Marwell Zoo - reviewed for What To Do With The Kids
By Claire, Amelia (8) and Charlie (5) Paye
One of the joys of having children is having the excuse to go to a zoo. Marwell Zoo is brilliantly designed for an enjoyable family day out. The wide range of animals are in cages with enough room to roam, whilst still being fairly easy to spot. There are quite a few indoor viewing areas for those rainy days when both the animals and their human equivalents need to take shelter. There is even an indoor picnicking area. The penguins and giraffes were particularly popular as you can get very close to them, but the meerkats really stole the show, with Aleksander Orlov regularly popping up on sentry duty.
On the practical side, Marwell has been designed with young children in mind. There are toddler seats and wash basins in the toilets, and several play areas attached to cafés (or vice versa) for when the excitement of seeing cheetahs, snow leopards and tigers wears thin. Having spent some time peering in at the animals, I particularly enjoyed some time to observe that most fascinating animal of all, the child, in its natural setting, an adventure play park. There is also a road train to make it easier for little legs to make it up to the top end of the park.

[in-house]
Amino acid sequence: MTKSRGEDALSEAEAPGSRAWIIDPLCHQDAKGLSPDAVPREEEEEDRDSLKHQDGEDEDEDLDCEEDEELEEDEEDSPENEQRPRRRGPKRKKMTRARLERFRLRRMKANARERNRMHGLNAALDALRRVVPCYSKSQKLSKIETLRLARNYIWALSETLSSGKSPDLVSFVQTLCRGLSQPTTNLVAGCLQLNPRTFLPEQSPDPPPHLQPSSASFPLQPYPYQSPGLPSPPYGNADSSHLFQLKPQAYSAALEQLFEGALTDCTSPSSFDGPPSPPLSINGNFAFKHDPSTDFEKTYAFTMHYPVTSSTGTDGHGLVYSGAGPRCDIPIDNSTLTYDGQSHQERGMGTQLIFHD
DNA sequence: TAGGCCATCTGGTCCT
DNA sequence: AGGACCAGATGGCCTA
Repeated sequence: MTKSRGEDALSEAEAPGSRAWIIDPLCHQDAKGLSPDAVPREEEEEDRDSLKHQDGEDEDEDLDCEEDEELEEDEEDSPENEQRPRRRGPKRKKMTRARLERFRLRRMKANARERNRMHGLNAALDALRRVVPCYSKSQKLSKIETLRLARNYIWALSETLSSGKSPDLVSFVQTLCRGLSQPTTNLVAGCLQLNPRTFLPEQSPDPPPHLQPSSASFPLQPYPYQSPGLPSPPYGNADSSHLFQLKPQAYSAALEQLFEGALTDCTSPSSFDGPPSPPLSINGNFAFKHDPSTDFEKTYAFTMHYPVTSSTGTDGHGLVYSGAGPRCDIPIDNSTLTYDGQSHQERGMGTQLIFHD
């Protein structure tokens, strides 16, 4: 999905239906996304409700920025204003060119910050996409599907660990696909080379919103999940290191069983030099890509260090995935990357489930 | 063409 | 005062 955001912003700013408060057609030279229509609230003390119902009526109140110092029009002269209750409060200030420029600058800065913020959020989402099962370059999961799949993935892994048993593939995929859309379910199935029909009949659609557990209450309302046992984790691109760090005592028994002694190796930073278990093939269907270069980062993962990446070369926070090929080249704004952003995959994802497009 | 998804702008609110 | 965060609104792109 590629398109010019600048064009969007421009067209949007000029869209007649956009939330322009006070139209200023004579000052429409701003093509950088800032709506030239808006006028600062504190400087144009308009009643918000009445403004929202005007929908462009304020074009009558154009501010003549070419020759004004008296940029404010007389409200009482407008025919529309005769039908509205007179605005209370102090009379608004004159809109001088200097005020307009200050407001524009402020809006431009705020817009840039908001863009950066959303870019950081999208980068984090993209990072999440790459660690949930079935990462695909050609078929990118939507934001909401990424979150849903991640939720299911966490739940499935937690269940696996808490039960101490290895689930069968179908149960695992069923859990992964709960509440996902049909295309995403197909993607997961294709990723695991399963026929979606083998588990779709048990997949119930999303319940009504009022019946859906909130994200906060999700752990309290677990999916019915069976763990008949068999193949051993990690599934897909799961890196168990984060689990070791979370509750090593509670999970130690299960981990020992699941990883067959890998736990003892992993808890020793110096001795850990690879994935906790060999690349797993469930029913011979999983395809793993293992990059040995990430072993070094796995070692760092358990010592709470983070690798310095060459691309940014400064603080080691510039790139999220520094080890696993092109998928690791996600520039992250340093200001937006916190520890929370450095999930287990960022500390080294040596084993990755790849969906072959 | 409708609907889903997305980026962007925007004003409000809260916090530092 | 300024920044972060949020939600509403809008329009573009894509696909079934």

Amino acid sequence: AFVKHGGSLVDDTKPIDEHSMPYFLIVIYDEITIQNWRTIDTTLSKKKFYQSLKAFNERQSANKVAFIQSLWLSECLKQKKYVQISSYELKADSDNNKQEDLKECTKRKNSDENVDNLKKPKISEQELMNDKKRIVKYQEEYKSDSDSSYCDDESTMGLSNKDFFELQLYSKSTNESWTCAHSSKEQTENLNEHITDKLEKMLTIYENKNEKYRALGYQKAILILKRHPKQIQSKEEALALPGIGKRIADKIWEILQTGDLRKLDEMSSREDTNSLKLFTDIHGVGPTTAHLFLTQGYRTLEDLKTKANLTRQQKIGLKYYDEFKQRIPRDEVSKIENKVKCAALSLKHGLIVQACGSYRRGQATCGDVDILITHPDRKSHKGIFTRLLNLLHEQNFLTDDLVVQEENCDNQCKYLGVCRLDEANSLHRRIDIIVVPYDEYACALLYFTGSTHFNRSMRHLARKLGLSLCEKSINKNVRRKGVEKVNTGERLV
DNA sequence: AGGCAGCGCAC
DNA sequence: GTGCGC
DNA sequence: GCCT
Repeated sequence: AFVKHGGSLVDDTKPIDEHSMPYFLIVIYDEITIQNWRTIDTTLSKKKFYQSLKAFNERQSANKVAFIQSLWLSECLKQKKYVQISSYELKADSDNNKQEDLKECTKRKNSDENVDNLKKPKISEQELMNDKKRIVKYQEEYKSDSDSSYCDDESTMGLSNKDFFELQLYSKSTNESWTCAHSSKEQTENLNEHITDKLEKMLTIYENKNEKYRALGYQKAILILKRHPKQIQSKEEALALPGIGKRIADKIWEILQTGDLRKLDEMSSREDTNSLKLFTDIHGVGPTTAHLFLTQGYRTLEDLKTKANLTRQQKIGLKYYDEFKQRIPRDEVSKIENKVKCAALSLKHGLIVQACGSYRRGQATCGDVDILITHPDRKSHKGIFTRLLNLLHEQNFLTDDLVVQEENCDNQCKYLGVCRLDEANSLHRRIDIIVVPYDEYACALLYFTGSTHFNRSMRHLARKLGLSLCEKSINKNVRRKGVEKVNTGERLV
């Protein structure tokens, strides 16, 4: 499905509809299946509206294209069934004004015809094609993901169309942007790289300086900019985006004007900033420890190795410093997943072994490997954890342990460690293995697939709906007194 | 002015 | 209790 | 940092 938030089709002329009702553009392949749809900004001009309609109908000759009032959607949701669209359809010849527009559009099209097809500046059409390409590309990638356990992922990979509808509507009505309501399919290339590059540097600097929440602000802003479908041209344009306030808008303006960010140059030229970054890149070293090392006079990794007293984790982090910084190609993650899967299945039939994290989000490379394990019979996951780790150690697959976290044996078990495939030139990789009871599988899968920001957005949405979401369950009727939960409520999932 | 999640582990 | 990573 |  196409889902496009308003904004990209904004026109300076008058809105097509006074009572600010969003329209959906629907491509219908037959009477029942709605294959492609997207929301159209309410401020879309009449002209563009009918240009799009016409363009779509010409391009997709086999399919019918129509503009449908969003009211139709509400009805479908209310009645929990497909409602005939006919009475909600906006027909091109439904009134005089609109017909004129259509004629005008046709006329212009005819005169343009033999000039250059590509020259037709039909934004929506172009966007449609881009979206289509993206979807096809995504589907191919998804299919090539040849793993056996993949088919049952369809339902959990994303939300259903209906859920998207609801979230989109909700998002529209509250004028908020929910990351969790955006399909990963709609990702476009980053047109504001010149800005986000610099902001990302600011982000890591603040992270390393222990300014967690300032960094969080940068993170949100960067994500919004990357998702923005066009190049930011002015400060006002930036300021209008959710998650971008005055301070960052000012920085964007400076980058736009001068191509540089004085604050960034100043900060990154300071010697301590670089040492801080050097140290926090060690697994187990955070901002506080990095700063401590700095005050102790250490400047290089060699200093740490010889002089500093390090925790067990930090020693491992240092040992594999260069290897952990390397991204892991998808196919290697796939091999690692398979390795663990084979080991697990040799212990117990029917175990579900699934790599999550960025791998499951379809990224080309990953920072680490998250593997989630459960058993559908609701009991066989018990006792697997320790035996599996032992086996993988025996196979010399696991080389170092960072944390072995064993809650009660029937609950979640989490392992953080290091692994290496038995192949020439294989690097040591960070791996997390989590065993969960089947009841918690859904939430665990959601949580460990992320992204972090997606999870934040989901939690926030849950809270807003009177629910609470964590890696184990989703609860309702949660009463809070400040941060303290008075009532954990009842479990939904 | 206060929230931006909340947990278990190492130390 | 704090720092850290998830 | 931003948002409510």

Marwell Zoo is designed around Marwell Hall. I had a brilliant view of the Hall from one of the numerous benches to be found inside a play area. One of the highlights of my day was watching a male ostrich doing an elaborate dance in front of Marwell Hall to impress a female. The lady ignored him at which point he got cross and ran off to pick a fight with a group of Aroan antelope who were minding their own business. They didn’t take the bait and just ran away, leaving him looking foolish. Not so different from any Friday night down the town.
There are several talks throughout the day and while we visited, in the summer, there was a brilliant dinosaur theme with animatronic dinosaurs scattered throughout the park. Marwell Wildlife, the charity behind Marwell Zoo, is a charity dedicated to conservation and education so although the entrance ticket is fairly steep, you not only have an excellent day out, you are also supporting wildlife around the world. There is an excellent website providing indepth information about the work of the charity and the animals in the zoo: www.marwell.org.uk . In line with their conservation approach, there are no paper maps and I did feel I would have liked to have something to refer to, but several people used apps and there were interactive maps scattered throughout the park.
Even though we visited on a dry day in summer, nowhere felt too crowded. My overall impression was of a well-laid out zoo with obvious care for their animals, both human and otherwise. And it’s not far from Paultons Park for that Hampshire mini break.